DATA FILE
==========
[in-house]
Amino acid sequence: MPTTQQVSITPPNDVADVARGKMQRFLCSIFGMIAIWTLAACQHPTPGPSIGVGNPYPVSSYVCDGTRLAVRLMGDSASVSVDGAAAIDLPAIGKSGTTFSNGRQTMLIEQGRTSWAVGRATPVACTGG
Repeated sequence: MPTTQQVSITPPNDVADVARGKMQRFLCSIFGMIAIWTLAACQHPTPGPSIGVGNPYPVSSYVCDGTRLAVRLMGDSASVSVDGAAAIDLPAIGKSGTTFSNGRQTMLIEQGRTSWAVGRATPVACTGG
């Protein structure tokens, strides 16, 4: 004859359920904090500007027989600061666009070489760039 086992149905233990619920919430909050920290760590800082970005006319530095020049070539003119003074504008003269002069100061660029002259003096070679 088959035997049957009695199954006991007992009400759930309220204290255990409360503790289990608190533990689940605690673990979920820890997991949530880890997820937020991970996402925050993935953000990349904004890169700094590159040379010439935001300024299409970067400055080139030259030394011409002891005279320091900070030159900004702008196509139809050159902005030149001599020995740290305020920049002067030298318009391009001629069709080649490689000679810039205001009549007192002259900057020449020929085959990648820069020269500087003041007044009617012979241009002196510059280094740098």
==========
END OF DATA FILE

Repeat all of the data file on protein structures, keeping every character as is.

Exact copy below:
[in-house]
Amino acid sequence: MPTTQQVSITPPNDVADVARGKMQRFLCSIFGMIAIWTLAACQHPTPGPSIGVGNPYPVSSYVCDGTRLAVRLMGDSASVSVDGAAAIDLPAIGKSGTTFSNGRQTMLIEQGRTSWAVGRATPVACTGG
Repeated sequence: MPTTQQVSITPPNDVADVARGKMQRFLCSIFGMIAIWTLAACQHPTPGPSIGVGNPYPVSSYVCDGTRLAVRLMGDSASVSVDGAAAIDLPAIGKSGTTFSNGRQTMLIEQGRTSWAVGRATPVACTGG
């Protein structure tokens, strides 16, 4: 004859359920904090500007027989600061666009070489760039 086992149905233990619920919430909050920290760590800082970005006319530095020049070539003119003074504008003269002069100061660029002259003096070679 088959035997049957009695199954006991007992009400759930309220204290255990409360503790289990608190533990689940605690673990979920820890997991949530880890997820937020991970996402925050993935953000990349904004890169700094590159040379010439935001300024299409970067400055080139030259030394011409002891005279320091900070030159900004702008196509139809050159902005030149001599020995740290305020920049002067030298318009391009001629069709080649490689000679810039205001009549007192002259900057020449020929085959990648820069020269500087003041007044009617012979241009002196510059280094740098």